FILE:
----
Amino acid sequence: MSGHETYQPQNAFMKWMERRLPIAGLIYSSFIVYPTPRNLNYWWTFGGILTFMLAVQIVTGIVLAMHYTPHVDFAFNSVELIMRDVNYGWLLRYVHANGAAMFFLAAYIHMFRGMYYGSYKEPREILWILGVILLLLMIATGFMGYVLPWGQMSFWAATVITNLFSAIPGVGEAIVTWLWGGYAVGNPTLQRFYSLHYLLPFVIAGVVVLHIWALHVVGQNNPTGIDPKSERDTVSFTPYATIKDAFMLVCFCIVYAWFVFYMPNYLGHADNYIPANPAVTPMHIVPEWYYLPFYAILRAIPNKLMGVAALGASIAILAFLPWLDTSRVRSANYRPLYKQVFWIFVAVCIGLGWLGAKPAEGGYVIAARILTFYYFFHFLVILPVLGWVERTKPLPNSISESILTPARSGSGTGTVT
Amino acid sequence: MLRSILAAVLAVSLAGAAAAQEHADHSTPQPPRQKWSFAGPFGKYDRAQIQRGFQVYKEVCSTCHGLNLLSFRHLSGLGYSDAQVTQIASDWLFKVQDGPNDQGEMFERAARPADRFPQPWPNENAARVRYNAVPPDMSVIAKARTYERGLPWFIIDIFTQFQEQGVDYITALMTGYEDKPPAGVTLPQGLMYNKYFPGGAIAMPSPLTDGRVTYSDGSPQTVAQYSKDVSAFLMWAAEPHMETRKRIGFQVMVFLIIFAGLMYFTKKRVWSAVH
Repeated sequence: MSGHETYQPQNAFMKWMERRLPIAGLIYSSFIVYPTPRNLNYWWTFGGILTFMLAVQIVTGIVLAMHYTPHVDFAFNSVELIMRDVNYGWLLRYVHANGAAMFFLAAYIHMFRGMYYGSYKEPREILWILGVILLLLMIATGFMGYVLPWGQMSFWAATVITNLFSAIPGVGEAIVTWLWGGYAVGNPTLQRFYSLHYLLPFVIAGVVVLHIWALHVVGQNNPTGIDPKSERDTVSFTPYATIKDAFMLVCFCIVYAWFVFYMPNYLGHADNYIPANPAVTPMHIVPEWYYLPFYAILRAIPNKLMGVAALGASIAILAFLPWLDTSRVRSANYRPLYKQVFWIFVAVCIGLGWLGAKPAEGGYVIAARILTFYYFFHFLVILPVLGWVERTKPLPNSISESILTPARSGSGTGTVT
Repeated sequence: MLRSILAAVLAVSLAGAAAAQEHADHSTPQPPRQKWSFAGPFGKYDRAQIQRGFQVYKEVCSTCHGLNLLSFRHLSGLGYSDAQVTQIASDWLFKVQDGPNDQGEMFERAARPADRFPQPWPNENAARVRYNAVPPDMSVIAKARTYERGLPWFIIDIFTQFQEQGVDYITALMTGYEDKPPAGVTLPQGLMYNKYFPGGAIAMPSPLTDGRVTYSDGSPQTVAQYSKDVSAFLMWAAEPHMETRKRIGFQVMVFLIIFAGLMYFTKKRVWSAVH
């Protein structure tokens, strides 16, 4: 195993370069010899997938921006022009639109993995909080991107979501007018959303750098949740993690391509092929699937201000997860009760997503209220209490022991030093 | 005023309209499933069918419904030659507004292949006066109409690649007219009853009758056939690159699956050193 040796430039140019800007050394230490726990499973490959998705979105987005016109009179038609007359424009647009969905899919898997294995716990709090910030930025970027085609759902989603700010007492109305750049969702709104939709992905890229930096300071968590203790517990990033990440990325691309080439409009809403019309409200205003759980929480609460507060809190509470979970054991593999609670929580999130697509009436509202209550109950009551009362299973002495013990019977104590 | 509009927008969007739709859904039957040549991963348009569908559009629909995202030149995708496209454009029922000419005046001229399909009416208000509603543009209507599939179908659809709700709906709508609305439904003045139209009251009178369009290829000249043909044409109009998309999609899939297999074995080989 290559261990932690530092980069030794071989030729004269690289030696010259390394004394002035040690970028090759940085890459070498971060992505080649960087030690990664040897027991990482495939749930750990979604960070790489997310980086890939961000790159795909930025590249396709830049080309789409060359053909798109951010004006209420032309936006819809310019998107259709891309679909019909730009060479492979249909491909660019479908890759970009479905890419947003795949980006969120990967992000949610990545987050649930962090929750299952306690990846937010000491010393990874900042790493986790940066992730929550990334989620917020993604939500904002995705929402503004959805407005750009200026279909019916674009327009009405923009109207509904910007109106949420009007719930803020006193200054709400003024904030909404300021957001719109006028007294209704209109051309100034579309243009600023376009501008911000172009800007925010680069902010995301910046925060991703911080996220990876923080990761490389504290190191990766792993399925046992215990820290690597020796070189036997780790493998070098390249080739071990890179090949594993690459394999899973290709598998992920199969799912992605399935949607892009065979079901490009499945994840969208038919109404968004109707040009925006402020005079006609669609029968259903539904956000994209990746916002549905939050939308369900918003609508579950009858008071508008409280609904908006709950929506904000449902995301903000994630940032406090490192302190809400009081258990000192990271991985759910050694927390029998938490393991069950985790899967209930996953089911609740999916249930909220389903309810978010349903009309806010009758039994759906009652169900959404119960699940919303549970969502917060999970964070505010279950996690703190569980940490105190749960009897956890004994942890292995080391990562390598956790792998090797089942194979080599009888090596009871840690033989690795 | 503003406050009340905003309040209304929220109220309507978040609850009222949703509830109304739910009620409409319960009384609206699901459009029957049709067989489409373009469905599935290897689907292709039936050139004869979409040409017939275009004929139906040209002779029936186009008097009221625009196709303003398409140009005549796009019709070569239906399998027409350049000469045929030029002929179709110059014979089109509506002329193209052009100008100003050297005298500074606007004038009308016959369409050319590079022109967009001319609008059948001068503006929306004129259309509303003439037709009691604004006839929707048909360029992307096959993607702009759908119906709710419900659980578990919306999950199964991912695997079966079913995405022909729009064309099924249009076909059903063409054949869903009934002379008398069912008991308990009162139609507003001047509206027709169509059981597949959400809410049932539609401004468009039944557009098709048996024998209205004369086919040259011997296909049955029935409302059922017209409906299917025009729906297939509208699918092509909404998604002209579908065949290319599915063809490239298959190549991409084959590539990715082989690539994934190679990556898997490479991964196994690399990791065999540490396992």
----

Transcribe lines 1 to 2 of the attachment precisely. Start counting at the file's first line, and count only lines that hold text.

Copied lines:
Amino acid sequence: MSGHETYQPQNAFMKWMERRLPIAGLIYSSFIVYPTPRNLNYWWTFGGILTFMLAVQIVTGIVLAMHYTPHVDFAFNSVELIMRDVNYGWLLRYVHANGAAMFFLAAYIHMFRGMYYGSYKEPREILWILGVILLLLMIATGFMGYVLPWGQMSFWAATVITNLFSAIPGVGEAIVTWLWGGYAVGNPTLQRFYSLHYLLPFVIAGVVVLHIWALHVVGQNNPTGIDPKSERDTVSFTPYATIKDAFMLVCFCIVYAWFVFYMPNYLGHADNYIPANPAVTPMHIVPEWYYLPFYAILRAIPNKLMGVAALGASIAILAFLPWLDTSRVRSANYRPLYKQVFWIFVAVCIGLGWLGAKPAEGGYVIAARILTFYYFFHFLVILPVLGWVERTKPLPNSISESILTPARSGSGTGTVT
Amino acid sequence: MLRSILAAVLAVSLAGAAAAQEHADHSTPQPPRQKWSFAGPFGKYDRAQIQRGFQVYKEVCSTCHGLNLLSFRHLSGLGYSDAQVTQIASDWLFKVQDGPNDQGEMFERAARPADRFPQPWPNENAARVRYNAVPPDMSVIAKARTYERGLPWFIIDIFTQFQEQGVDYITALMTGYEDKPPAGVTLPQGLMYNKYFPGGAIAMPSPLTDGRVTYSDGSPQTVAQYSKDVSAFLMWAAEPHMETRKRIGFQVMVFLIIFAGLMYFTKKRVWSAVH